Science Blog - Satellites
Here you can browse through all satellite related articles
Ready to launch this weekend: Sentinel-6 Michael Freilich
The satellite is scheduled for launch on 21 November 2020.
Branching out into the world of strategy and international relations at EUMETSAT
Rachel, an astrophysics student currently in her third year of university, interned with us over the last few months.
Smoke from exceptional California wildfires reaches Europe
Satellite observations monitor the transport of emissions.
Monitoring the ocean and fisheries using Earth observation data
In our Day to Day series of podcasts, we discuss how Earth observation data benefits our lives in different ways.
Insight into Jasmin Vural’s life as a fellow
Jasmin Vural shares her fellowship experience with us and gives us a peek into her role.
Mission control engineering at EUMETSAT
A challenging yet enjoyable role, Elena started out as a junior engineer within our Early Career Employment Program and has since then continued along a steady learning curve.
Metop operations - working as a Spacecraft Engineer at EUMETSAT
Richard is a Spacecraft Operations Engineer on the polar-orbiting Metop satellites.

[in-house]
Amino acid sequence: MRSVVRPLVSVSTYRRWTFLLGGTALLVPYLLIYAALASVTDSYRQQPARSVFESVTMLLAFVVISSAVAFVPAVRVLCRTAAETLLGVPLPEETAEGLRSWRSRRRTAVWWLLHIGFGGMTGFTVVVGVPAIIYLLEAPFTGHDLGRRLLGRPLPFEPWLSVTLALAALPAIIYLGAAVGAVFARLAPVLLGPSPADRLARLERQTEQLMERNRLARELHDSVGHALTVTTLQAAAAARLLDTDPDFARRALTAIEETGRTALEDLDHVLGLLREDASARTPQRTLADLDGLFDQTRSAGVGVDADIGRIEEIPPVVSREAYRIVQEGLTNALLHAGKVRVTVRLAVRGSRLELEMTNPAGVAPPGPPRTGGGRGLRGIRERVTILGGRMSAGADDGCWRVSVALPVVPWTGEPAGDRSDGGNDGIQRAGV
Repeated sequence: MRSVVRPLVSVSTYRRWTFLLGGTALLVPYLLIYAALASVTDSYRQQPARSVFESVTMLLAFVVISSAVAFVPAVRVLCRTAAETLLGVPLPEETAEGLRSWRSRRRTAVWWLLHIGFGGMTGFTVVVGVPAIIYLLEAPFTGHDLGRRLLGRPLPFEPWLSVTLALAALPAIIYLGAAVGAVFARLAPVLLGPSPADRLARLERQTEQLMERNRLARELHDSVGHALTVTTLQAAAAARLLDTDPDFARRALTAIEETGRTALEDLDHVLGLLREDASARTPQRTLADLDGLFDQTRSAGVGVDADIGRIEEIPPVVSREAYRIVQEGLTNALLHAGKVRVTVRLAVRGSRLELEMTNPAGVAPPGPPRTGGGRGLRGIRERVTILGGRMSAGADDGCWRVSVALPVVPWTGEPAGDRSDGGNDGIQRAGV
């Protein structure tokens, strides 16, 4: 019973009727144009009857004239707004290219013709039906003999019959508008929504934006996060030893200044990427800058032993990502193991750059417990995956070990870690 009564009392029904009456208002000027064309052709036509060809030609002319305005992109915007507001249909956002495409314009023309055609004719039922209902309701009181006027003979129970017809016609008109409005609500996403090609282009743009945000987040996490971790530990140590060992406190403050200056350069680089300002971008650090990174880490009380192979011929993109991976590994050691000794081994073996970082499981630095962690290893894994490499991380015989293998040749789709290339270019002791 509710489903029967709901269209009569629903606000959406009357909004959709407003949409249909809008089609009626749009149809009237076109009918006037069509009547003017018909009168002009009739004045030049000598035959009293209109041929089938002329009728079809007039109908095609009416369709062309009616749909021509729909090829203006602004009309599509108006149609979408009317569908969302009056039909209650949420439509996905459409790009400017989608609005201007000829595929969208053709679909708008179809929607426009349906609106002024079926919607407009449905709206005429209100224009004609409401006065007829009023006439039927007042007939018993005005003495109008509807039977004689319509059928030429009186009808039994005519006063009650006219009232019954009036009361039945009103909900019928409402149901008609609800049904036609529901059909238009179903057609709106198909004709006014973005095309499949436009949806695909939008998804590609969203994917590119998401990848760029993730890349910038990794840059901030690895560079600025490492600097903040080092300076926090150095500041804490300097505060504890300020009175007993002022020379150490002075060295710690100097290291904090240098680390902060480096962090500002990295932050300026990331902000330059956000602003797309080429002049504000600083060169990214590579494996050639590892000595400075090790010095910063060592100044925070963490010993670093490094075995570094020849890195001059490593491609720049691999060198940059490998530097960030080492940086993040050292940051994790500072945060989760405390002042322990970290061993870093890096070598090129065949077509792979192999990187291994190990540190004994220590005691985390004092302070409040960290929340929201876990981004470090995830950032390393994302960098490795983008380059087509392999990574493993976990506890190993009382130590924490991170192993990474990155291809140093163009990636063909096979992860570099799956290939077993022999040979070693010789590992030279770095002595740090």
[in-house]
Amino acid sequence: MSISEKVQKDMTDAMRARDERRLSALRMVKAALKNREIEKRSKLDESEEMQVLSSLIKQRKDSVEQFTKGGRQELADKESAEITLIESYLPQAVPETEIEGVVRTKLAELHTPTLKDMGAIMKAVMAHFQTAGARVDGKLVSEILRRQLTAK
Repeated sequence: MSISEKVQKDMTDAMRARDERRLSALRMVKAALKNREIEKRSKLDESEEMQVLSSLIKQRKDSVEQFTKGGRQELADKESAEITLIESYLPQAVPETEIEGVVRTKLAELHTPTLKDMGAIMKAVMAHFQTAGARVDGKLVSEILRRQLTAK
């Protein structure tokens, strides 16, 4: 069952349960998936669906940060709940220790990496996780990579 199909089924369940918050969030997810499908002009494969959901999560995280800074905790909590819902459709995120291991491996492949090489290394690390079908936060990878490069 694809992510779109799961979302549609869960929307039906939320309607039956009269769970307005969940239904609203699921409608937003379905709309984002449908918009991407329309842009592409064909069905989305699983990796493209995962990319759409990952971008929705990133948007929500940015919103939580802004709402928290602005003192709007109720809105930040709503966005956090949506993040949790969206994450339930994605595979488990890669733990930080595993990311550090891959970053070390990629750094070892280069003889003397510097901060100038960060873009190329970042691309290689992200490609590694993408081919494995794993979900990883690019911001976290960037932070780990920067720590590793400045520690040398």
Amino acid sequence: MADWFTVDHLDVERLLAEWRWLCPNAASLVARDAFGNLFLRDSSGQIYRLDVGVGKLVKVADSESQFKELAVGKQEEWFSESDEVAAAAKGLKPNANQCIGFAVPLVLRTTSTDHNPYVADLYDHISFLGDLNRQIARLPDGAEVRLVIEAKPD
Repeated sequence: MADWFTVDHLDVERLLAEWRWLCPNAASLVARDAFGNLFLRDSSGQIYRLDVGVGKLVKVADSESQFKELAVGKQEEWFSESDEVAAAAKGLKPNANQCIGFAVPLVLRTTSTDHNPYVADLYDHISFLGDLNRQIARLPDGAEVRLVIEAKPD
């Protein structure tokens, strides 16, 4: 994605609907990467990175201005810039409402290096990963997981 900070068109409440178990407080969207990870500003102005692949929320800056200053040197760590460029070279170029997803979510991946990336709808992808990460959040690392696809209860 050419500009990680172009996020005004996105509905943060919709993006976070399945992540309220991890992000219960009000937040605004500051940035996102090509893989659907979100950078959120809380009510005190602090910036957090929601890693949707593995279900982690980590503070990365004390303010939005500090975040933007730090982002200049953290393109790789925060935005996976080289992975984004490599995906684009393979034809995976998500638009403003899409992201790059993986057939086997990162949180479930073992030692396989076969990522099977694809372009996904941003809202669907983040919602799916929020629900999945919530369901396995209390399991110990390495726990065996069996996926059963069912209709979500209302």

Looking back over a year of weather
This visualisation rounds up a whole year in one 20-minute video and illustrates how some of the more severe events that took place last year looked from space. You can clearly see the storm formation and activity.
When an umbrella is not enough - discussing severe storms
If you’ve ever wondered what constitutes as a severe storm, who the people responsible for monitoring them are and why satellite data is so important we’re sure you’ll enjoy our chat with Tomáš!
Taking care of a satellite - what does it involve
Ed Trollope is one of the Spacecraft Operations Engineers at EUMETSAT and has been looking after our satellites for around six years.
Arctic sea ice minimum 2019 – how did it fare this year
Sea ice in the Arctic Ocean has been melting faster in recent years due to a rise in global temperatures, which has implications for the rest of the planet and is a driver of climate change. Kenneth Holmlund, Chief Scientist at EUMETSAT explains.